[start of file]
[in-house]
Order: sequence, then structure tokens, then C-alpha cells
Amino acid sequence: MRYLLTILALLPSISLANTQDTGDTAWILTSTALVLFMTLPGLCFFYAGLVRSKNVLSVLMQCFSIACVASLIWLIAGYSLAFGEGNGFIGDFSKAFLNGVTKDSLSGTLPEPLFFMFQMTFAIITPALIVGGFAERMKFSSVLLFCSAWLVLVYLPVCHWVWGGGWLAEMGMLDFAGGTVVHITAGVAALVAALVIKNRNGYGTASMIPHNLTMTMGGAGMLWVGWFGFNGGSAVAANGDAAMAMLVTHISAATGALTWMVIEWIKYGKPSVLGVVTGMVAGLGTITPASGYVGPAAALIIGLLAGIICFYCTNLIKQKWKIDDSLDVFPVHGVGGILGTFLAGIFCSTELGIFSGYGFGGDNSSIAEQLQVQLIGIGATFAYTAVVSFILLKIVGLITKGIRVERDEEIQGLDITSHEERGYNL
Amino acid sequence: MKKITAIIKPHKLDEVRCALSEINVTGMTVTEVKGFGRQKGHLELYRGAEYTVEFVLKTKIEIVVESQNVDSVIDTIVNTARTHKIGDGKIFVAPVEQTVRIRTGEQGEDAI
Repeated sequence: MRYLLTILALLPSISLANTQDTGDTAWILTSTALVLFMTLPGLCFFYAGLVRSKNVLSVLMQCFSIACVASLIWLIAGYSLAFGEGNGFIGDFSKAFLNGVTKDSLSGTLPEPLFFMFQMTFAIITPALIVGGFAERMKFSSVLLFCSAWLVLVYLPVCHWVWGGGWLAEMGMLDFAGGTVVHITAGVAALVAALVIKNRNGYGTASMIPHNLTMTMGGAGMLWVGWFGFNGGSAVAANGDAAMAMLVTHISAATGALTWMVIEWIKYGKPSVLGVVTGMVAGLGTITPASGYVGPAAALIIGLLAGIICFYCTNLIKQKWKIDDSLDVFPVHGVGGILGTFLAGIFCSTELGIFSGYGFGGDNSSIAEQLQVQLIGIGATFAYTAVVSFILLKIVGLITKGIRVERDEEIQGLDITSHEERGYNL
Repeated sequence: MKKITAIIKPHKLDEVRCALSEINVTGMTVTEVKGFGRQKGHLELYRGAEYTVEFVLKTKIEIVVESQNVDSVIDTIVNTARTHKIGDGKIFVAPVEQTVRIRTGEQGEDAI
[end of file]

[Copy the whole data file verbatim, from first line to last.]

[in-house]
Order: sequence, then structure tokens, then C-alpha cells
Amino acid sequence: MRYLLTILALLPSISLANTQDTGDTAWILTSTALVLFMTLPGLCFFYAGLVRSKNVLSVLMQCFSIACVASLIWLIAGYSLAFGEGNGFIGDFSKAFLNGVTKDSLSGTLPEPLFFMFQMTFAIITPALIVGGFAERMKFSSVLLFCSAWLVLVYLPVCHWVWGGGWLAEMGMLDFAGGTVVHITAGVAALVAALVIKNRNGYGTASMIPHNLTMTMGGAGMLWVGWFGFNGGSAVAANGDAAMAMLVTHISAATGALTWMVIEWIKYGKPSVLGVVTGMVAGLGTITPASGYVGPAAALIIGLLAGIICFYCTNLIKQKWKIDDSLDVFPVHGVGGILGTFLAGIFCSTELGIFSGYGFGGDNSSIAEQLQVQLIGIGATFAYTAVVSFILLKIVGLITKGIRVERDEEIQGLDITSHEERGYNL
Amino acid sequence: MKKITAIIKPHKLDEVRCALSEINVTGMTVTEVKGFGRQKGHLELYRGAEYTVEFVLKTKIEIVVESQNVDSVIDTIVNTARTHKIGDGKIFVAPVEQTVRIRTGEQGEDAI
Repeated sequence: MRYLLTILALLPSISLANTQDTGDTAWILTSTALVLFMTLPGLCFFYAGLVRSKNVLSVLMQCFSIACVASLIWLIAGYSLAFGEGNGFIGDFSKAFLNGVTKDSLSGTLPEPLFFMFQMTFAIITPALIVGGFAERMKFSSVLLFCSAWLVLVYLPVCHWVWGGGWLAEMGMLDFAGGTVVHITAGVAALVAALVIKNRNGYGTASMIPHNLTMTMGGAGMLWVGWFGFNGGSAVAANGDAAMAMLVTHISAATGALTWMVIEWIKYGKPSVLGVVTGMVAGLGTITPASGYVGPAAALIIGLLAGIICFYCTNLIKQKWKIDDSLDVFPVHGVGGILGTFLAGIFCSTELGIFSGYGFGGDNSSIAEQLQVQLIGIGATFAYTAVVSFILLKIVGLITKGIRVERDEEIQGLDITSHEERGYNL
Repeated sequence: MKKITAIIKPHKLDEVRCALSEINVTGMTVTEVKGFGRQKGHLELYRGAEYTVEFVLKTKIEIVVESQNVDSVIDTIVNTARTHKIGDGKIFVAPVEQTVRIRTGEQGEDAI